By Matthew David Savinar

Symbolized as a centaur-archer armed with a quiver full of flaming arrows, Sagittarius is the sign most likely to ride into a sleepy village in the middle of the night and raise absolute holy hell. Women with their Sun (identity) in this wildly adventurous sign will often come to be identified with their boldness, their athleticism, and their propensity to “grab the spotlight and set shit off” to quote astrologer Sonya Magett. (Source) This is the woman you’ll see “showing up in an outfit made for the comic books” Magett observes. (Source) To illustrate: using the comic book’s original publication date as the character’s date of birth, Wonder Woman herself is a Sagittarius female. (Chart) She’s been showing up in “outfits made for the comic books” and “setting shit off” for the last 70 years. If Bruce Lee and Samuel Jackson are the ultimate examples of Sagittarius men who became icons for firing flaming arrows of truth, justice, and total badassery at all-comers then Wonder Woman is a case-study in the Sagittarius female’s desire to outfight, outrun, and outshoot the boys:

Sagittarius loves two things more than anything else: wild adventures and straight shooting honesty. Not coincidentally, Wonder Woman has her own airplane for spur of the moment adventures and is armed with a magical lasso that compels others to speak the truth.

Astrologer Austin Coppock describes Sagittarius as the “Doom Super Soldier” of the zodiac whose life is all about non-stop action while Stella Hyde says Sagittarians make for great rock stars, car-jackers, and crocodile wranglers. (Source) They are particularly well suited for work as “stunt artists” since this line of work allows them to “crash through plate glass windows and get paid for it” Hyde tell us. (Source) To illustrate: using its premier date as its date of birth, the 1980s all female professional wrestling promotion known as the “Gorgeous Ladies of Wrestling” (GLOW) has its Sun, Venus, Saturn, and Uranus all in Sagittarius. (Chart) The promotion was, in effect, a band of female stunt artists who (briefly) became something akin to rock stars for raising absolute holy hell in the sleepy village that was late night television during the uber-conservative Reagan era. Two of the performers even came to the ring dressed as car-jackers (“Hollywood and Vine”) while another arrived as an actual crocodile wrangler (“Jungle Woman”). More than a few appear to have been “doom super soldiers” of various persuasions, whether in spirit or by trade. The ladies of GLOW may not have crashed through actual plate glass windows but they did shake up society’s glass like assumptions regarding what women should or should not do with their bodies:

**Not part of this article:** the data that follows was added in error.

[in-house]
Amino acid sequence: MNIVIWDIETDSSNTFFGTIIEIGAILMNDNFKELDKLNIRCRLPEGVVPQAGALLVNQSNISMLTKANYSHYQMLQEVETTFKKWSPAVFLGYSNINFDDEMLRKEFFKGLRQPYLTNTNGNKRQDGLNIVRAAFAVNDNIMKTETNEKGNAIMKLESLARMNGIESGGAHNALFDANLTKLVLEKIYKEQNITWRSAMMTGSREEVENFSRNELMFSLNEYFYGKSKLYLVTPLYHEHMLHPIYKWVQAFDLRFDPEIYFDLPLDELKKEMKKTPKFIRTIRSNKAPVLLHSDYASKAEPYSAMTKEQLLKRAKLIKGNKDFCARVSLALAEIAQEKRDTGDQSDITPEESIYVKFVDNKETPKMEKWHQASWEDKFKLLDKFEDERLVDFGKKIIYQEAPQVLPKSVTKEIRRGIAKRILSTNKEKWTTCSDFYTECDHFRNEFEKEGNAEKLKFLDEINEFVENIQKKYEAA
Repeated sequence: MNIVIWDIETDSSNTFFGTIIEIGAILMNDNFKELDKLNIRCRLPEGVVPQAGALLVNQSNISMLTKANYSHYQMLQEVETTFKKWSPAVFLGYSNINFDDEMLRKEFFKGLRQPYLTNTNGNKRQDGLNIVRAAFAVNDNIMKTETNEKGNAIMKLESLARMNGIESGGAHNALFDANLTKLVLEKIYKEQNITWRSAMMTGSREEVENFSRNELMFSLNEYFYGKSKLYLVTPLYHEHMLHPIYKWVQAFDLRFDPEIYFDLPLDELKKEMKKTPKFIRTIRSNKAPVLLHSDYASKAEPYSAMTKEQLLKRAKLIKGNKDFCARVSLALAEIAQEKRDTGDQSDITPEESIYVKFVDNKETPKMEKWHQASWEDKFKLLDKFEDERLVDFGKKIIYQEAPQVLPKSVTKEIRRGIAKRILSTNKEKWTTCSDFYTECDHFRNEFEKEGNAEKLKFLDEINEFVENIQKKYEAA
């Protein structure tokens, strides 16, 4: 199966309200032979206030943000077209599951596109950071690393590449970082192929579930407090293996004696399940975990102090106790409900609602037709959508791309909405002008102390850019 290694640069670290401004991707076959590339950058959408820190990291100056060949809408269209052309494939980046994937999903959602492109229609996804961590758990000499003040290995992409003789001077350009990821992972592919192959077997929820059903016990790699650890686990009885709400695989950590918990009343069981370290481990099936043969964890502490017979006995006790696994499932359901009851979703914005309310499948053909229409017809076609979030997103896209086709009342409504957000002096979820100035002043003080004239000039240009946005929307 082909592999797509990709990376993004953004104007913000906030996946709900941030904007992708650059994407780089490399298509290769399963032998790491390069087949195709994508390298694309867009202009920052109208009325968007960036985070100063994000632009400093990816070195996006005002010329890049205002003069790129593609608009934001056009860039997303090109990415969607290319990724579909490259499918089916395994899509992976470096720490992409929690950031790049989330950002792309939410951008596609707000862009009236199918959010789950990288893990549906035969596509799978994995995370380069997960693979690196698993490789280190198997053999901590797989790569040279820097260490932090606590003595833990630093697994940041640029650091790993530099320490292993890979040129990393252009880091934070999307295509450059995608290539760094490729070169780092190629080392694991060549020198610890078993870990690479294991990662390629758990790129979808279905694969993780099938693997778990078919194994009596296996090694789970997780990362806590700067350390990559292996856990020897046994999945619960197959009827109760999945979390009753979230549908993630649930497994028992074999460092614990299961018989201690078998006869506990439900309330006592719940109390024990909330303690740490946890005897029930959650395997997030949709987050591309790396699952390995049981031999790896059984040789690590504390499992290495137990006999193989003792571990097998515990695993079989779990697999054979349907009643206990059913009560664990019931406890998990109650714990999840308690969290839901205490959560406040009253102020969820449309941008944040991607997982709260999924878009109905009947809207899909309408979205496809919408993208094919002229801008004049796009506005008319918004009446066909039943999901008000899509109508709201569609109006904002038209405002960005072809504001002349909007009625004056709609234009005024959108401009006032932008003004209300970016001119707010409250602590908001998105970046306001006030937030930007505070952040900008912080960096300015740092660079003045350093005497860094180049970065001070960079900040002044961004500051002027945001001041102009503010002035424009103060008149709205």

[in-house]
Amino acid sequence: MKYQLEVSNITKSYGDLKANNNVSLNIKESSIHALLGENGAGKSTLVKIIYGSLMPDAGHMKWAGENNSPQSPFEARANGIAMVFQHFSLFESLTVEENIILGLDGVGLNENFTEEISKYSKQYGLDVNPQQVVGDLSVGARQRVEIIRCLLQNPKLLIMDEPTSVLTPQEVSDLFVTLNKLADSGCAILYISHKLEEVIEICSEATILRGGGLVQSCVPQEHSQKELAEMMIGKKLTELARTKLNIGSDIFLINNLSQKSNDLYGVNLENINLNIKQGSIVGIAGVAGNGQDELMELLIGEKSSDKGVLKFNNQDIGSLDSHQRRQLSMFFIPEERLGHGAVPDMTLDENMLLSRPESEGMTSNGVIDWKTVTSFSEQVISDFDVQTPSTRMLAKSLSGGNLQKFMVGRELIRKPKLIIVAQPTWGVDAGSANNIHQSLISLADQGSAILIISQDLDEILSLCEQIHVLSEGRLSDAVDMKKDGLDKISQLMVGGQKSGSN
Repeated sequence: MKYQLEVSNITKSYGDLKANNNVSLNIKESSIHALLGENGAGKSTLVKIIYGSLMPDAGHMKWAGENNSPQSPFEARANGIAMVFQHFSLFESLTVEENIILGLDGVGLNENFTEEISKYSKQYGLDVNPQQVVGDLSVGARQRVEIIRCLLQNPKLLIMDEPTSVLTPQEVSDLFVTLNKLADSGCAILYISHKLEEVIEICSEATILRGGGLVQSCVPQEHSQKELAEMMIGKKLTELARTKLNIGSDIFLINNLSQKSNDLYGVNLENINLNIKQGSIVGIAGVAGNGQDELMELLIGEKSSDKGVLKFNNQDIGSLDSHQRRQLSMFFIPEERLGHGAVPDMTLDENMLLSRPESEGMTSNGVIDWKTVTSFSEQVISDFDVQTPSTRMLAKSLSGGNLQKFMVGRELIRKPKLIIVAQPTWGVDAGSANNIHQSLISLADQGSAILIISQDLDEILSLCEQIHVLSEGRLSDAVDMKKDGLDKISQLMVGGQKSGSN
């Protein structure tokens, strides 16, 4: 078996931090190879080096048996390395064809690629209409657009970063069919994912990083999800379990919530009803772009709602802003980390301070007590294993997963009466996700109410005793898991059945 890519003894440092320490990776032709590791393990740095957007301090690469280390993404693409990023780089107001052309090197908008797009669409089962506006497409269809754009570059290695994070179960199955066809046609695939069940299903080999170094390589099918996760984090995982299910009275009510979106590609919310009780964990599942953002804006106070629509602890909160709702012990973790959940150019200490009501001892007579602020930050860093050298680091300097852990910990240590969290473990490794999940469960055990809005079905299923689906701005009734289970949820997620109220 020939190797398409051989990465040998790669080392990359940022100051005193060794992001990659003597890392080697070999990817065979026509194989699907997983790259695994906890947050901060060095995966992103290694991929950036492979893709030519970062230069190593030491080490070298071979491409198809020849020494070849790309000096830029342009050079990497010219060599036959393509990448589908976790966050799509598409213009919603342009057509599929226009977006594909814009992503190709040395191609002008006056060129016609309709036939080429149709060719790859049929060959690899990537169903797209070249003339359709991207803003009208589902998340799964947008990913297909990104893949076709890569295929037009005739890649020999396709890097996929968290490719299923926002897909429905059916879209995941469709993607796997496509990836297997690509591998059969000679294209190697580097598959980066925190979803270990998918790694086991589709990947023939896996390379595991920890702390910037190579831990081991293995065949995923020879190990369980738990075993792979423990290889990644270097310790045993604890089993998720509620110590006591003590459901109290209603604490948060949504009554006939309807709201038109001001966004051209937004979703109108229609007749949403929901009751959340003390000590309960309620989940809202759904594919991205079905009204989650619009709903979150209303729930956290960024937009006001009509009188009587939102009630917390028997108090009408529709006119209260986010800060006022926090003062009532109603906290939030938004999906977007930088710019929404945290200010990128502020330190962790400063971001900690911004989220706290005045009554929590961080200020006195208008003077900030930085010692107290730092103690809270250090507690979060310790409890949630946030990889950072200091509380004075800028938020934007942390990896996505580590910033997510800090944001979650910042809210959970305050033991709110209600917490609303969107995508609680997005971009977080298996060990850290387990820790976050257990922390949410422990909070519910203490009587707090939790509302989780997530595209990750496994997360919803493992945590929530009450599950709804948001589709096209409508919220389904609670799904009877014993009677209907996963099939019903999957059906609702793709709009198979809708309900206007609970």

Sagittarius women love to make audacious proclamations every bit as much as their male counterparts and, indeed, the line from the GLOW rap “we come from the streets, we come from the city, we come from the world where there is no pity” is an excellent summary of the Sagittarius female’s bold approach to life.

It may seem ridiculous to use a cultural roller coaster as spectacularly absurd as GLOW to illustrate anything serious but truth be told it’s a textbook example of all things Sagittarius. During its four year run the promotion “grabbed the spotlight and set shit off” so boldly that shortly before its unexplained folding it had amassed 7 million weekly viewers, an incredible number given its threadbare budget and kitschy production values. In true Sagittarian fashion, GLOW even managed to fire off a few flaming arrows of competition at the World Wrestling Federation, the vastly larger wrestling company that considered women incapable of getting the job done as actual in ring performers. As a surprisingly moving 2012 documentary about GLOW explains, the ladies were politically incorrect, totally out of control, and unlike anything else on television at the time. In other words, they were as Sagittarius it gets: